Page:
Lest this become a solely personal treatise, isn’t this the same for everyone? Aren’t we witnessing “zombie activity” in other guises: large groups of seemingly nameless, faceless, godless, conscience-less hordes blindly enabling things we fundamentally disagree with but are powerless to dispell? For me it’s the rise of Rob Ford, for others it could be the Occupy movement. For others still, it could be the revolution in Tahrir Square. The massive, faceless but powerful other. The faceless, godless, conscience-less hordes…with agency.

Thematic zombies. Metaphorical zombies. The dread of zombies.

No, it is not going away. Make popcorn.


Two TIFF Reviews

The Keyhole world premiere at TIFF went over quite well (see here for more). I had the opportunity to catch two other films over the same weekend:

360: Fernando Meirelles’ latest film is a continent-spanning, Wim Wenders-esque meditation on fidelity and perseverance in a world whose inhabitants’ stories are increasingly inter-threaded. The cinematography is beautiful, with exquisite long shots which accentuate each locale intimately, while the characters sort out their broken hearts and wandering eyes. The cast is solid: Jude Law, Anthony Hopkins, Rachel Weisz, and many others, with yet another gritty, soul-churning performance by Ben Foster. It is a movie with a clear moral conscience at its core, which may disappoint some who are looking for a string of happy endings, and others who alternately want the world to conform to a cynical philosophy. One to elicit discussion, for sure.Jude Law and Rachel Weisz, in a scene from "360"Jude Law & Rachel Weisz in "360"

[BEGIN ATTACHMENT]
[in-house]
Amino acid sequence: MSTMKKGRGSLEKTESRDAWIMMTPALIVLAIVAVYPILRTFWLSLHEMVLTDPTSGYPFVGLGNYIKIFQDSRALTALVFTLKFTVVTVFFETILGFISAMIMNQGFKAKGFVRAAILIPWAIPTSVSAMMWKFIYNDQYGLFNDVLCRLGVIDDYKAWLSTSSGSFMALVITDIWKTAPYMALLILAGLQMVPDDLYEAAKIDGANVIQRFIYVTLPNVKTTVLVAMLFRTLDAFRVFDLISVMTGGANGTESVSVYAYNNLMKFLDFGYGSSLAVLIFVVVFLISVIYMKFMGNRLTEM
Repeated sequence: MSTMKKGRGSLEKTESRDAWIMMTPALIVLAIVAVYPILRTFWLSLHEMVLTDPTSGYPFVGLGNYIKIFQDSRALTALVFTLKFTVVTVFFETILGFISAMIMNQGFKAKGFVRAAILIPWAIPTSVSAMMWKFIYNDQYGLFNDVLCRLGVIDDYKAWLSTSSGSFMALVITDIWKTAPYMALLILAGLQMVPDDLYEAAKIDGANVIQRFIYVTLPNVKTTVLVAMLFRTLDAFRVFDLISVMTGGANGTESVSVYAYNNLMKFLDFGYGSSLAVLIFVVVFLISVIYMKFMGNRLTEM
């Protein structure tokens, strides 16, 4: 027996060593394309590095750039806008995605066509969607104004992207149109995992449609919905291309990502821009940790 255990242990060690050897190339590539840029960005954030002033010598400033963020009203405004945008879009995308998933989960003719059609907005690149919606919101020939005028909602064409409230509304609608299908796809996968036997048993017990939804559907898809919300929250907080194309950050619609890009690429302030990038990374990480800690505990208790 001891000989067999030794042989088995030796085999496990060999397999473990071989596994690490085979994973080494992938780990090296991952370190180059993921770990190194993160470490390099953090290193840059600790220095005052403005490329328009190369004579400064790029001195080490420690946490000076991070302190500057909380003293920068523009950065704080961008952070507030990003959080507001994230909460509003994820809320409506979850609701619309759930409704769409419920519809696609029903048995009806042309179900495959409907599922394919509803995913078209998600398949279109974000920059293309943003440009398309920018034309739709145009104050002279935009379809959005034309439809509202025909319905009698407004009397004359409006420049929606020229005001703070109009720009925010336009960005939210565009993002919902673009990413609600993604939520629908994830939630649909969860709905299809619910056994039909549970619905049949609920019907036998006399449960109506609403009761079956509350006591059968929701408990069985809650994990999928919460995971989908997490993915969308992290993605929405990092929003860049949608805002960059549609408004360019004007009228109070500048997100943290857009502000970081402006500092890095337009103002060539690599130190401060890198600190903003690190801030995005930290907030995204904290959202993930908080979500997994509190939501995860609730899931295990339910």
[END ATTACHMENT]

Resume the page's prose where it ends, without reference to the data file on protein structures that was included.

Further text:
Anonymous: It’s weird to see a movie at TIFF which you know will be rolled out into movie theatres soon. Weirder still to stand in line and see a massive-sized poster for the movie you are about to see across the street from you, telling you that it will premiere in a month’s time. The tickets were comps, so I didn’t let this hang me up. Sam Reid as the Earl of Essex, in "Anonymous"

Anonymous isn’t a great film, I will say that now. In an effort to dramatize its thesis – that our notion of Shakespeare is based on a ruse, and that The Bard’s works were actually written by a nobleman, the Earl of Oxford (Rhys Ifans) – it crams in so many plot points to justify its theory (and it is a leading Shakespeare-alternate theory, for what that’s worth) that I felt separated from the characters (and eventually the story) on the screen. And this is a shame, because it’s a gorgeous-looking film and the filmmakers obviously spent a dear load of time making everything look authentic. The performances as well are quite strong, with a cast which also includes Vanessa Redgrave as Queen Elizabeth I and David Thewlis, who all but lives beneath the skin of the calculating William Cecil. The great tragedy, if you will pardon the pun, is that Rhys Ifans’ affecting lead performance, an actor who for so long has held films together in often comic-serving supporting roles, seems sacrificed to some degree – scattered across a time-spanning storyline – so that we only see him intermittently. Pity. Still, for those who love movies with codpieces and horse hooves clop-clop-clopping on cobblestone, you could do worse.


TIFF a-hoy!

Looks like the film I worked on earlier this year, Keyhole, will have its world premiere in Toronto this September @ TIFF. Some press here.

For those new to this site, I have had a parallel journal chronicling the film, called Guy Maddin’s Keyhole: A Post Production Diary, which I wrote in tandem with my work on the project.

Needless to say that I’m very happy to have another film premiering at TIFF, and I hope that it is well-received. Keyhole is a challenging film, even for fans of Guy Maddin’s work, yet I think it’s perhaps his most personal and – in that regard – bravest work to date.